Working in retail abroad

Foreign retailers are keen to exploit the globally admired expertise of UK designers. Maeve Hosea talks to creatives who have dealt with the challenges of
working in four very different regions

A savvy fashion consumer in a high-end department store in the Syrian capital of Damascus is sifting through rails of designer jeans, a soulful audio soundtrack providing some added emotion to the retail frisson she is experiencing.

The design of the store plays a strong part in this subtle mix of desire, pleasure and satisfaction. All over the world shoppers now expect a high level of retail experience and UK designers seeking to make their mark on foreign shores are coming up with the goods.

One benefit of working in emerging markets is a sense of more creative freedom. ‘Our reputation for great retail in a highly competitive market makes UK designers good for export,’ comments Howard Saunders, creative director at retail research group Echochamber.

‘Emerging markets are often hungry to catch up, as they see it, and are more open to creative design and less cynical. It’s the “yes we can” culture versus the “computer says no” culture.’

Added to this, slacker regulations can make for a dynamic movement and energy in the design scene. ‘There is a sense of entrepreneurship and creative energy which affects branding and design projects,’ says Stephane Le Moullec, strategic director of Caulder Moore. ‘There is also a sense of confidence and pride reflected in the designs.’

But there are challenges, too. Designers need to deliver the added value their higher costs are expected to reflect. They need to adapt to different facilities and skill sets and take into account specific cultural requirements.

Eastern Europe
Jeff Kindleysides, managing director of Checkland Kindleysides, says, ‘Working in Eastern Europe is refreshingly nice. There is a lot of enthusiasm, a spirit of collaboration and a willingness to be taken on a journey.

‘The resources are good, but there might be limitations on the manufacturing side of things. With Timberland, we are working with a design that has a local interpretation in terms of materials and culture. This means working closely with the client to train the local architect, builder or shopfitter.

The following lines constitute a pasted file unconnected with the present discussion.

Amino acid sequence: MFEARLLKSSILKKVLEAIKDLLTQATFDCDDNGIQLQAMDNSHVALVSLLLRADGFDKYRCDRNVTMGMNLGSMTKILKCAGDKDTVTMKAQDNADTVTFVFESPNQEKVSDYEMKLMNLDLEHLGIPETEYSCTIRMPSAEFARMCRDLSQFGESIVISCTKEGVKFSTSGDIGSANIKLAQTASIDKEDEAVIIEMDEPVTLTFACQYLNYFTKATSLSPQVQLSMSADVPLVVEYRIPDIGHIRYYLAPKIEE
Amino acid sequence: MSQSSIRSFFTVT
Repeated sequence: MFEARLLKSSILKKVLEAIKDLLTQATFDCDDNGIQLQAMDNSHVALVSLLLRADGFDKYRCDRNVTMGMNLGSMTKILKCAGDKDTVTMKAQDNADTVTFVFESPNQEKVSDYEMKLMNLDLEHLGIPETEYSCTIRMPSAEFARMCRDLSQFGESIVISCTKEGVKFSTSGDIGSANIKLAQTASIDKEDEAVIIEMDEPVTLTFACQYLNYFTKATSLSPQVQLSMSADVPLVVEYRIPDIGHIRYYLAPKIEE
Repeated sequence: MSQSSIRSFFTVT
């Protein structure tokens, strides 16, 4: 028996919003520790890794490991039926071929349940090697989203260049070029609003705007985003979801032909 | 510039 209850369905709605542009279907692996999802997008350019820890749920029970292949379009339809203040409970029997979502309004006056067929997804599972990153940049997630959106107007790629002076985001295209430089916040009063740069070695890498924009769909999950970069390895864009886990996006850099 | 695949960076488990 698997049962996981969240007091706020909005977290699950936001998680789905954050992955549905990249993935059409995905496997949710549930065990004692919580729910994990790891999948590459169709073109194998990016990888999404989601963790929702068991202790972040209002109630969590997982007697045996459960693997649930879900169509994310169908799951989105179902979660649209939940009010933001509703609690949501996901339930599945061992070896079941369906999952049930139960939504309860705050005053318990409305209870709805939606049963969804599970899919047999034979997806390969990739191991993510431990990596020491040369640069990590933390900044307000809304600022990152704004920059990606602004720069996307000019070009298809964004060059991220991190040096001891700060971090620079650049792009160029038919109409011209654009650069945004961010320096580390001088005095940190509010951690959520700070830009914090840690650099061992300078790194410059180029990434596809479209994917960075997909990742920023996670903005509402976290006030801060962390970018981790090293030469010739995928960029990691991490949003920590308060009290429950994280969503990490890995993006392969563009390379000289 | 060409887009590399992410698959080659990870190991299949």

‘The design here is culturally relevant. Some of the stuff we do in the UK might be a step too far for areas of the Ukraine, for example, but clients are worldly. They know what is good and bad, and make their decisions on who to work with from a position of knowledge.’

Steve Collis, joint managing director at JHP, says,’Being British is an advantage in India because there is a definite level of cultural connectivity. That said, it is culturally very different, not least in the retail sphere where 95 per cent of the market is run by independents.

‘Working here is often not just about designing a store in another country, but introducing a whole new concept in retail format – hypermarkets, for example.

‘Design has to take into account the mix of Indian technology advancing, and us working on the technology that they have. Labour is much cheaper and you are working on a 4:1 basis of what it would cost in the UK. As fees look enormous to clients here, you really have to demonstrate the added value.

‘India is a land of colour and it gives you a chance to express yourself. Surrounded by such a buzz all of the time you want to be part of the fun of it.’

The Middle East
Chris Dewar-Dixon, creative director at Four IV, says,’There is a trend to take on board the cultural relevance of a place and provide something intrinsic to the location.

‘Working in the Middle East is interesting because certain techniques are more cost-effective than in the UK or US markets. We find it makes sense to spend time researching local crafts and how to use those. Experience in Istanbul has shown that local contractors might have difficulty in hanging wallpaper, but they can cost-effectively make black glass tiles inset with Swarovski crystals.

‘Because of this, the design of the Naked store made use of bespoke mannequins, a poured-resin floor surface, a famous Turkish sculptor doing a series of metallic block mid-floor units, and a series of copper and stainless steel pipes in a wave formation on the ceiling. To get someone to do all that in the West would certainly have been very expensive.’

Claudia Wulf, project architect at Zaha Hadid Architects, says. ‘There are key cultural differences to other zones. Specifically, the many levels of communication inherent within any business have a great impact for designers such as ourselves working in Tokyo.

‘As Japan faces issues of limited resources, both in terms of land and materials, this has led to the country’s architecture pursuing a particular direction. You can see this in Japanese contemporary architecture, where buildings are predominantly rectilinear to obtain an optimum area, yet their design is very simple and refined.

‘Design in Japan is less ornamental – perhaps in order to avoid the appearance of material affluence. This tradition, which at first seems conservative, presents its own challenges, and it has helped Japanese design to push certain design boundaries.’

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